A network that helps people worldwide obtain rapid advice and information on crop protection, including the identification and management of plant pests.
PestNet is a network that helps people worldwide obtain rapid advice and information on crop protection, including the identification and management of plant pests. It started in 1999. Anyone with an interest in plant protection is welcome to join. PestNet is free and is moderated, ensuring that messages are confined to plant protection.
March 2010. A caterpillar infesting coconuts on Vilamendhoo island resort, south Ari atoll, Maldives. The identity and control were requested.
It is most likely the oil palm slug caterpillar, Darna furva Wileman (Lepidoptera: Limacodidae), found infesting oil palm in Thailand. A similar species, Darna trima (Moore), has been reported from Malaysia infesting oil palm as well. Both can attack coconut and a few other palms.
Control could be done by light traps using black light and Bt spray. Synthetic chemicals such as carbaryl (Sevin 85%WP), trichlorfon (Dipetrex 95%WP), deltamethrin (Decis 3% EC), etc., could be used
A number of natural enemies consisting of several hymenopterous larval and pupal parasitoids and hemipterous predatory bugs have been observed to keep this slug caterpillar under control in Thailand.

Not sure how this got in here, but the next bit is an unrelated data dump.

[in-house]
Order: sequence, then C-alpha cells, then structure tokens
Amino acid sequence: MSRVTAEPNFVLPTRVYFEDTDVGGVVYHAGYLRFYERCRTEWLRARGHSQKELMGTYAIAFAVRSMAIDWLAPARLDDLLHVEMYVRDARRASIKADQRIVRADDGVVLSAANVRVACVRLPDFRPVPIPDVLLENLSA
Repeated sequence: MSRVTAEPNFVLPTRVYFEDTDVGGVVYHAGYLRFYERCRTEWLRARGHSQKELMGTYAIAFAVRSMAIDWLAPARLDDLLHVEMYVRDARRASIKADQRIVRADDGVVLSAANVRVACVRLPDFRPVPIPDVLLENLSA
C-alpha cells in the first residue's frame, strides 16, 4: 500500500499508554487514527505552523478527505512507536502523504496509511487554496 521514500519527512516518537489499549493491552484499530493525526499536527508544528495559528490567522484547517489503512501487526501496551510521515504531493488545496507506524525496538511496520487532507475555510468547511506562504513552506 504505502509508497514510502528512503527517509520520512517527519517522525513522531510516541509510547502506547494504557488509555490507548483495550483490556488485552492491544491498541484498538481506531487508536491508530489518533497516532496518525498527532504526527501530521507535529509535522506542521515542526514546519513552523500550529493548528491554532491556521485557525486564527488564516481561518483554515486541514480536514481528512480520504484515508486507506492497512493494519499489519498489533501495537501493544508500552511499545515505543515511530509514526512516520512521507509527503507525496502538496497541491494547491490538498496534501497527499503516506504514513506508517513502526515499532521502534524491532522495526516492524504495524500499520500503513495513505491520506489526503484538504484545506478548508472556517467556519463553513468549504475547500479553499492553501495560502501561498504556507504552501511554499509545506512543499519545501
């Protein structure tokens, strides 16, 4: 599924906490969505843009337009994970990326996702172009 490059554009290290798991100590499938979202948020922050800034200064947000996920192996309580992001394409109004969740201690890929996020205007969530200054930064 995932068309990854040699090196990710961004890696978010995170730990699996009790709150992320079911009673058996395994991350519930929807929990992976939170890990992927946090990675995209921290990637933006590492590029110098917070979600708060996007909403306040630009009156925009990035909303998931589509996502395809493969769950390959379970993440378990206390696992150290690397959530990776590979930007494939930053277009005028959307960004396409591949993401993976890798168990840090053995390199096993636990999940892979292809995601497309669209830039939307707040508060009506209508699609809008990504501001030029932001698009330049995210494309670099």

It was also said that the same caterpillar caused problems on Sun Island in Ari Atoll, in 2006. The resort used pesticides to control it then, but only after many of the coconut palms were damaged. A few months after the attack, and the application of insecticides, there was no sign of the caterpillars, but many moths were found in the garden lights, and there were several pupal cases. There was no indication of any natural enemies, but there has been no recurrence of the pest since, it appears.
The same caterpillar is also a pest in India, defoliating coconuts causing severe yield losses. During 2000-2002, there was a report of 27% (?yield loss) in the first year after attack followed by 17% in the second year after control measures were instigated. Beauveria bassiana was tried using spore concentrations ranging from 1000 to 10000 spores per ml and found effective, and on par with chemical insecticides like quinalphos and lambda cyhalothrin.